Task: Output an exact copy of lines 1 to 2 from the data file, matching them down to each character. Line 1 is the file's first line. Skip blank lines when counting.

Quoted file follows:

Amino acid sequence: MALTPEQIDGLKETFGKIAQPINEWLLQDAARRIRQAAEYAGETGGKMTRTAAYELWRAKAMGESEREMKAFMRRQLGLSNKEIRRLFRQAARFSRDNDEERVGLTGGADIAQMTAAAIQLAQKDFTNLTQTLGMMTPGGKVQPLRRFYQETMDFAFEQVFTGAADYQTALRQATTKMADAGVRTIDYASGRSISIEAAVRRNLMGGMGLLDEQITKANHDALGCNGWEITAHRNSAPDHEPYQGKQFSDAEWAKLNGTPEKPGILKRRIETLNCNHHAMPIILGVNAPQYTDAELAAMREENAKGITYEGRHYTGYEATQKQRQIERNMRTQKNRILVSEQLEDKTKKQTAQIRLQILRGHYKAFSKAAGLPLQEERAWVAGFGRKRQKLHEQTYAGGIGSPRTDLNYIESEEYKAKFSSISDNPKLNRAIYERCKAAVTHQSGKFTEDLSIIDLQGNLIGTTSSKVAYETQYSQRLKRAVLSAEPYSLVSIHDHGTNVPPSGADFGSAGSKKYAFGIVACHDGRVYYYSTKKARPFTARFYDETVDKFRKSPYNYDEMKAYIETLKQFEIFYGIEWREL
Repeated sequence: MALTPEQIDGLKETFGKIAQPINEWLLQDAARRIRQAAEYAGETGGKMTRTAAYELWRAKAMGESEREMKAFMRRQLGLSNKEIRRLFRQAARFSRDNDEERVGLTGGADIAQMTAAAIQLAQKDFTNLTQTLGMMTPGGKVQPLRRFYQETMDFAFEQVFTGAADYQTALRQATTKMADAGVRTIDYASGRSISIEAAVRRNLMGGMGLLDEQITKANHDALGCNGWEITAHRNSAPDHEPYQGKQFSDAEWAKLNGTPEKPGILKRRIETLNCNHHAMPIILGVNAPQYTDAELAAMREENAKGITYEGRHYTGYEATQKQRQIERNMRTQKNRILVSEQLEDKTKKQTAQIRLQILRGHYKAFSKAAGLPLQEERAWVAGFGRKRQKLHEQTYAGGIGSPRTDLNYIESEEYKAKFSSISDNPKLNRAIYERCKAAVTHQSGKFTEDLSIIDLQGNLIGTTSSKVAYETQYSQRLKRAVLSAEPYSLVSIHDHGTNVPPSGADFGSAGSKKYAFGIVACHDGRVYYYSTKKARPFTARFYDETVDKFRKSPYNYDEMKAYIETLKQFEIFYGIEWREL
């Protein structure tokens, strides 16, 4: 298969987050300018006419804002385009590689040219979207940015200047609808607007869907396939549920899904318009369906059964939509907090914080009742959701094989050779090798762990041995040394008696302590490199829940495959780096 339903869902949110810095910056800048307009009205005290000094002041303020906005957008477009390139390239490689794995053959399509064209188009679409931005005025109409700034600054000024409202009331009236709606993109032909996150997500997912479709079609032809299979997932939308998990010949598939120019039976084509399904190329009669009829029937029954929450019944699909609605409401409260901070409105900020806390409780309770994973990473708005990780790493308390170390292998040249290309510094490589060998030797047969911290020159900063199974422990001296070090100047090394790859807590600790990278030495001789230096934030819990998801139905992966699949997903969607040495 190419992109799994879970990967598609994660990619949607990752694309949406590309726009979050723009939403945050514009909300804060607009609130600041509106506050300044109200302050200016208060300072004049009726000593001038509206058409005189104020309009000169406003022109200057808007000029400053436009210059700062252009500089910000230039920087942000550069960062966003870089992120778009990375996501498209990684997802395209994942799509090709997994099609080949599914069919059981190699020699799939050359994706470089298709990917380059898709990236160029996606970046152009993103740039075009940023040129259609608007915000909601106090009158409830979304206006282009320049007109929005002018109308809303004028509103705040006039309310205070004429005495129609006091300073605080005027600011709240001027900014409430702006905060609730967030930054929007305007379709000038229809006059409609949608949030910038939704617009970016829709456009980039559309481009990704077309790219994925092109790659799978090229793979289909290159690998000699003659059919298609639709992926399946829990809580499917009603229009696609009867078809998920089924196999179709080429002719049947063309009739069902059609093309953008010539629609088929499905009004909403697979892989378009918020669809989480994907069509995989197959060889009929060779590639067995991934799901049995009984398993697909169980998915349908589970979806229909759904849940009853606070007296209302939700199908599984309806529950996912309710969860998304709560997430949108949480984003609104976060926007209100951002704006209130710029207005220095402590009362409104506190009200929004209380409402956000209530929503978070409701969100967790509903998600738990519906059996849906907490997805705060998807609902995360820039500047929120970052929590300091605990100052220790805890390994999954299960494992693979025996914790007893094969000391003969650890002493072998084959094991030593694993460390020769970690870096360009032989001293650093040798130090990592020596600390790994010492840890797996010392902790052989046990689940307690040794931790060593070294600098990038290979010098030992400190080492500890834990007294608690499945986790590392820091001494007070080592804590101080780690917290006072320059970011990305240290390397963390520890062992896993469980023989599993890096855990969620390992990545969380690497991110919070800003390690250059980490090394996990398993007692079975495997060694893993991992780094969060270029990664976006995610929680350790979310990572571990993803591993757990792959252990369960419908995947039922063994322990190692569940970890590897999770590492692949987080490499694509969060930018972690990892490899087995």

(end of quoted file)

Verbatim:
Amino acid sequence: MALTPEQIDGLKETFGKIAQPINEWLLQDAARRIRQAAEYAGETGGKMTRTAAYELWRAKAMGESEREMKAFMRRQLGLSNKEIRRLFRQAARFSRDNDEERVGLTGGADIAQMTAAAIQLAQKDFTNLTQTLGMMTPGGKVQPLRRFYQETMDFAFEQVFTGAADYQTALRQATTKMADAGVRTIDYASGRSISIEAAVRRNLMGGMGLLDEQITKANHDALGCNGWEITAHRNSAPDHEPYQGKQFSDAEWAKLNGTPEKPGILKRRIETLNCNHHAMPIILGVNAPQYTDAELAAMREENAKGITYEGRHYTGYEATQKQRQIERNMRTQKNRILVSEQLEDKTKKQTAQIRLQILRGHYKAFSKAAGLPLQEERAWVAGFGRKRQKLHEQTYAGGIGSPRTDLNYIESEEYKAKFSSISDNPKLNRAIYERCKAAVTHQSGKFTEDLSIIDLQGNLIGTTSSKVAYETQYSQRLKRAVLSAEPYSLVSIHDHGTNVPPSGADFGSAGSKKYAFGIVACHDGRVYYYSTKKARPFTARFYDETVDKFRKSPYNYDEMKAYIETLKQFEIFYGIEWREL
Repeated sequence: MALTPEQIDGLKETFGKIAQPINEWLLQDAARRIRQAAEYAGETGGKMTRTAAYELWRAKAMGESEREMKAFMRRQLGLSNKEIRRLFRQAARFSRDNDEERVGLTGGADIAQMTAAAIQLAQKDFTNLTQTLGMMTPGGKVQPLRRFYQETMDFAFEQVFTGAADYQTALRQATTKMADAGVRTIDYASGRSISIEAAVRRNLMGGMGLLDEQITKANHDALGCNGWEITAHRNSAPDHEPYQGKQFSDAEWAKLNGTPEKPGILKRRIETLNCNHHAMPIILGVNAPQYTDAELAAMREENAKGITYEGRHYTGYEATQKQRQIERNMRTQKNRILVSEQLEDKTKKQTAQIRLQILRGHYKAFSKAAGLPLQEERAWVAGFGRKRQKLHEQTYAGGIGSPRTDLNYIESEEYKAKFSSISDNPKLNRAIYERCKAAVTHQSGKFTEDLSIIDLQGNLIGTTSSKVAYETQYSQRLKRAVLSAEPYSLVSIHDHGTNVPPSGADFGSAGSKKYAFGIVACHDGRVYYYSTKKARPFTARFYDETVDKFRKSPYNYDEMKAYIETLKQFEIFYGIEWREL